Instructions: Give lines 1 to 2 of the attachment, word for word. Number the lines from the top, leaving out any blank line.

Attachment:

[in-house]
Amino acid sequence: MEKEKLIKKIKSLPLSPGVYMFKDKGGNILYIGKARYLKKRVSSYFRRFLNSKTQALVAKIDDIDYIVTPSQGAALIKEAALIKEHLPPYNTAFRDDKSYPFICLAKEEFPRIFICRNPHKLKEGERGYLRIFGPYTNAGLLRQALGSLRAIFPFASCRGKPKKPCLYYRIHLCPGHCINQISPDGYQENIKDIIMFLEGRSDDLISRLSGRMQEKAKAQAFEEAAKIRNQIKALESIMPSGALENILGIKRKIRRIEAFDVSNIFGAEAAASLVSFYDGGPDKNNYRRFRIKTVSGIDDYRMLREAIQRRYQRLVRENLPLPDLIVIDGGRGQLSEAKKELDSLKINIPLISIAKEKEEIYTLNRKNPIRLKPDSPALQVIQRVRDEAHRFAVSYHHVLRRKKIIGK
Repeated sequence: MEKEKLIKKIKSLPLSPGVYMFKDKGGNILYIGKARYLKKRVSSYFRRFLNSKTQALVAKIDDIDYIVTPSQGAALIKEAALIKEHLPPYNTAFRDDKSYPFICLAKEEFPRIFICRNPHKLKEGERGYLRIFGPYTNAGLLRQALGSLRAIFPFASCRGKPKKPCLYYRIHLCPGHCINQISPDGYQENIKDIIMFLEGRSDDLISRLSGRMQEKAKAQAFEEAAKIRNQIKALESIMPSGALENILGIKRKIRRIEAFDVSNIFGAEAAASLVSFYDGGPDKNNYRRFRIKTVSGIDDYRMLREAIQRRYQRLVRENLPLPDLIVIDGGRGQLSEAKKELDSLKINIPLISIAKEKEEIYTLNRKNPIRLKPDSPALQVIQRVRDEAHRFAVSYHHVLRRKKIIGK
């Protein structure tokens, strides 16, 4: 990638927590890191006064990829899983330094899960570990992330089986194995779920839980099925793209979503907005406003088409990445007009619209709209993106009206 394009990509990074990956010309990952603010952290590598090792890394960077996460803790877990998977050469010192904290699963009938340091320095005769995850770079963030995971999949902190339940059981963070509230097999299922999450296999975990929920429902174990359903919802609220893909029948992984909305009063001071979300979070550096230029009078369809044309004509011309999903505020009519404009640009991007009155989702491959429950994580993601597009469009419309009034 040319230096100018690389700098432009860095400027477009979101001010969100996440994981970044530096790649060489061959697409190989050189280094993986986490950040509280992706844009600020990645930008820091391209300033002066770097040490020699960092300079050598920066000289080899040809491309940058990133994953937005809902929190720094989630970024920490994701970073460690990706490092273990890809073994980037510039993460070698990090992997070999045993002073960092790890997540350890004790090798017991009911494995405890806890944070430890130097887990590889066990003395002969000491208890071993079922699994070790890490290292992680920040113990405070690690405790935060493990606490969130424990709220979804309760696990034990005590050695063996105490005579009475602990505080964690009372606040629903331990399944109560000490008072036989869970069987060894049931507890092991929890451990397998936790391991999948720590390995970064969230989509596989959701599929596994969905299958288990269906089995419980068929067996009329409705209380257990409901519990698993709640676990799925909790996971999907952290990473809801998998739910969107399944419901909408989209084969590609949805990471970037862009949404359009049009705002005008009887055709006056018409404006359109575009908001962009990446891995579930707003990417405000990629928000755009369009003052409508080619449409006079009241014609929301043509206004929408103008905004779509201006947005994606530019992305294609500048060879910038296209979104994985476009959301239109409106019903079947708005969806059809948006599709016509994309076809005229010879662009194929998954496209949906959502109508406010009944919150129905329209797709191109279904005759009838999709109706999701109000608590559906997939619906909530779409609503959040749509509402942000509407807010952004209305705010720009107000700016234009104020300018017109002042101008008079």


[in-house]
Amino acid sequence: MEKEKLIKKIKSLPLSPGVYMFKDKGGNILYIGKARYLKKRVSSYFRRFLNSKTQALVAKIDDIDYIVTPSQGAALIKEAALIKEHLPPYNTAFRDDKSYPFICLAKEEFPRIFICRNPHKLKEGERGYLRIFGPYTNAGLLRQALGSLRAIFPFASCRGKPKKPCLYYRIHLCPGHCINQISPDGYQENIKDIIMFLEGRSDDLISRLSGRMQEKAKAQAFEEAAKIRNQIKALESIMPSGALENILGIKRKIRRIEAFDVSNIFGAEAAASLVSFYDGGPDKNNYRRFRIKTVSGIDDYRMLREAIQRRYQRLVRENLPLPDLIVIDGGRGQLSEAKKELDSLKINIPLISIAKEKEEIYTLNRKNPIRLKPDSPALQVIQRVRDEAHRFAVSYHHVLRRKKIIGK